“That’s the most I’ve ever involved myself with a player’s game in 32 years, this tournament,” he said.

It’s too early to tell, of course, but this encouraging result might help revive Maguire’s career after three years of frustration.

“I know if I can get through this swing change, I’ll be a better player than I was as a junior,” she said. “It’s just focusing on the future and what the possibilities could be when I do get it right.”

Battling mono, Kaufman tied for lead at CME

By Randall MellNovember 19, 2017, 2:05 am

NAPLES, Fla. – Kim Kaufman’s bout with mononucleosis might leave fellow tour pros wanting to catch the fever, too.

A couple months after Anna Nordqvist battled her way into contention at the Women’s British Open playing with mono, and then thrived at the Solheim Cup with it, Kaufman is following suit.

In her first start since being diagnosed, Kaufman posted an 8-under-par 64 Saturday to move into a four-way tie for the lead at the CME Group Tour Championship. It was the low round of the day. She’s bidding to win her first LPGA title.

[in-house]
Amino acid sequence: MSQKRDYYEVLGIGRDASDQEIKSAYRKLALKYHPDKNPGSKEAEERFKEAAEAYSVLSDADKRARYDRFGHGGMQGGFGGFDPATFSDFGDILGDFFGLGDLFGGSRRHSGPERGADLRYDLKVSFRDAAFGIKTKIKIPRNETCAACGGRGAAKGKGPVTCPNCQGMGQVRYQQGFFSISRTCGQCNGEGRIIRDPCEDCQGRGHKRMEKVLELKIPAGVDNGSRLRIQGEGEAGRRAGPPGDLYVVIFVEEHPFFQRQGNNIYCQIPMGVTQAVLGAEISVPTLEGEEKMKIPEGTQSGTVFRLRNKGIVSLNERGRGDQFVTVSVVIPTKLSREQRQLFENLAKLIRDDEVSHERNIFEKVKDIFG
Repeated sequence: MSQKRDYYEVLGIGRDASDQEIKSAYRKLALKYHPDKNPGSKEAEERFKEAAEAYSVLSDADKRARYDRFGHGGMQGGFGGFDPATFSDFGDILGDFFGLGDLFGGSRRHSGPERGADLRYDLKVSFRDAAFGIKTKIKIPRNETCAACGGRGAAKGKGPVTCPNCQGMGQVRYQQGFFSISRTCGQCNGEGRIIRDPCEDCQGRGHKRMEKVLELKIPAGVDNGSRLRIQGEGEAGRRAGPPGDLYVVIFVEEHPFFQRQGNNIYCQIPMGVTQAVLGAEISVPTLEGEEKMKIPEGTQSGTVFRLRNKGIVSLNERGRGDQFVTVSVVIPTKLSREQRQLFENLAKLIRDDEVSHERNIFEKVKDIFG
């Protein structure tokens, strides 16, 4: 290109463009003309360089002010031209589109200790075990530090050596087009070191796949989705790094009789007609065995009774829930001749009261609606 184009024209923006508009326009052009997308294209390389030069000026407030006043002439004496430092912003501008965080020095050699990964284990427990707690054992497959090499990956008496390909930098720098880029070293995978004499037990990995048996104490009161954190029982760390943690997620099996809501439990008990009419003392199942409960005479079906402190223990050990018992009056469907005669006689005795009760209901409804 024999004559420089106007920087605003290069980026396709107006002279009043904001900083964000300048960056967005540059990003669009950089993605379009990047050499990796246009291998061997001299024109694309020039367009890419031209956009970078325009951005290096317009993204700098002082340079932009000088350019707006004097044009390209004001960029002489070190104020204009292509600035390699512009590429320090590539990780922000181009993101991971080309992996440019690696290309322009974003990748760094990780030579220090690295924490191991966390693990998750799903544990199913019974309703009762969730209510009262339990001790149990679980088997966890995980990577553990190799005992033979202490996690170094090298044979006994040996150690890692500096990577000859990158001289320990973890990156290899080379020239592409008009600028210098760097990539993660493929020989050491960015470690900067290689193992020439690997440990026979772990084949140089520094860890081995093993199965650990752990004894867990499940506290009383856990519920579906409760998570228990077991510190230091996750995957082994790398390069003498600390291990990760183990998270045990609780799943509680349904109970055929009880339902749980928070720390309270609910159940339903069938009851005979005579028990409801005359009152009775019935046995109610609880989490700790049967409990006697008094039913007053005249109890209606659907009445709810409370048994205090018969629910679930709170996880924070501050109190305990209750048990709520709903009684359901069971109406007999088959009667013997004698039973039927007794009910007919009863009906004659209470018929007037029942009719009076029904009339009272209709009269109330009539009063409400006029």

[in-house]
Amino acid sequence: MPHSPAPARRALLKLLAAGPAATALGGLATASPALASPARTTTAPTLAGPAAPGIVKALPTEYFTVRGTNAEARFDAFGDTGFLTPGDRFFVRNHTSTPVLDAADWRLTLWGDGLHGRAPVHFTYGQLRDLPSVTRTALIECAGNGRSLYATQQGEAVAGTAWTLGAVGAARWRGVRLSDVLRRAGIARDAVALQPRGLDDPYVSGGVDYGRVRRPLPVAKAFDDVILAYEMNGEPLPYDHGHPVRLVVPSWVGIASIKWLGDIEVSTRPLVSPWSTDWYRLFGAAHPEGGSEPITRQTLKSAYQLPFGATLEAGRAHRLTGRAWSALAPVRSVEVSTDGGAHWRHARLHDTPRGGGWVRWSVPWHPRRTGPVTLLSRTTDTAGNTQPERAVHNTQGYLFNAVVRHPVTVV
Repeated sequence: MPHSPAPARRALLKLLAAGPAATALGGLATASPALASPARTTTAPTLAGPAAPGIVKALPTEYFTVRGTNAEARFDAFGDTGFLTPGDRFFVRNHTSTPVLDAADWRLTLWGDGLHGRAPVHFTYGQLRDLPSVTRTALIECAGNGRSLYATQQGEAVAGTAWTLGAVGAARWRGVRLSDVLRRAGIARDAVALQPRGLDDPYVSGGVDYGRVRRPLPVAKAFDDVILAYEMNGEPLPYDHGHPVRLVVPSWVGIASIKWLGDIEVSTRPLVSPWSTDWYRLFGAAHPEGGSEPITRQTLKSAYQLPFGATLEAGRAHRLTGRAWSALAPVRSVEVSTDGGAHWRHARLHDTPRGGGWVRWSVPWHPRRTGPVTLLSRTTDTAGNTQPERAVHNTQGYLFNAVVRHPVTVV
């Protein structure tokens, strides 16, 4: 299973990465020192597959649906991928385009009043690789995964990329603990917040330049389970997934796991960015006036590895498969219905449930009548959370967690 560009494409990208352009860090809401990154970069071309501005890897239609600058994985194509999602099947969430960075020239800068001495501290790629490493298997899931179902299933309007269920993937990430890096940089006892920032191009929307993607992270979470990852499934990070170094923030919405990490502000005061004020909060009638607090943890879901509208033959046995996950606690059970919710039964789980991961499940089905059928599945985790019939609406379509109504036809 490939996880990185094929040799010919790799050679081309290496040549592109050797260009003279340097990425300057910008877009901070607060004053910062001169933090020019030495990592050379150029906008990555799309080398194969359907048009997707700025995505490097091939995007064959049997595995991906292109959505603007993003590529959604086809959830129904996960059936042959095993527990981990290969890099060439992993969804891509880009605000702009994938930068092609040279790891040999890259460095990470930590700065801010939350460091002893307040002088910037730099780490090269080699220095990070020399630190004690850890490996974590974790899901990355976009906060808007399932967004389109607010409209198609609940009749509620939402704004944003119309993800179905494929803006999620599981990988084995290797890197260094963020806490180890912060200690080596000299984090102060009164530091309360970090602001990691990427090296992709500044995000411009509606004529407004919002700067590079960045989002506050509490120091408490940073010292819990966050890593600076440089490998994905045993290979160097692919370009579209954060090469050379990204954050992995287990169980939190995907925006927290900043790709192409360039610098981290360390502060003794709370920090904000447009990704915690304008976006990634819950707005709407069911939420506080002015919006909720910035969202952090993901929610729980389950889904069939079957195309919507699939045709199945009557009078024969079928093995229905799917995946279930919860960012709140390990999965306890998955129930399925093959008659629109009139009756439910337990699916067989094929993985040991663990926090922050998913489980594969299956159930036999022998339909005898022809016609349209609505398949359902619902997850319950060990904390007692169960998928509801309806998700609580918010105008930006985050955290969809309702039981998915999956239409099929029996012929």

“I’ve been resting at home for two weeks,” Kaufman said. “Didn’t do anything.”

Well, she did slip on a flight of stairs while recuperating, hurting her left wrist. She had it wrapped Saturday but said that’s mostly precautionary. It didn’t bother her during the round.


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“I’m the only person who can take two weeks off and get injured,” Kaufman joked.

Kaufman, 26, left the Asian swing after playing the Sime Darby Malaysia, returning to her home in South Dakota, to see her doctor there. She is from Clark. She was told bed rest was the best thing for her, but she felt good enough to make the trip to Florida for the season-ending event.

“We had some really cold days,” Kaufman said. “We had some snow. I was done with it. I was coming down here.”

How does she feel?

“I feel great,” she said. “I’m a little bit shaky, which isn’t great out there, but it’s great to be here doing something. I was going a little bit stir crazy [at home], just kind of fighting through it.”

Kaufman made eight birdies in her bogey-free round.

New-look Wie eyes CME Group Tour Championship title

By Randall MellNovember 19, 2017, 1:32 am

NAPLES, Fla. – Michelle Wie is sporting a new look that even has fellow players doing double takes.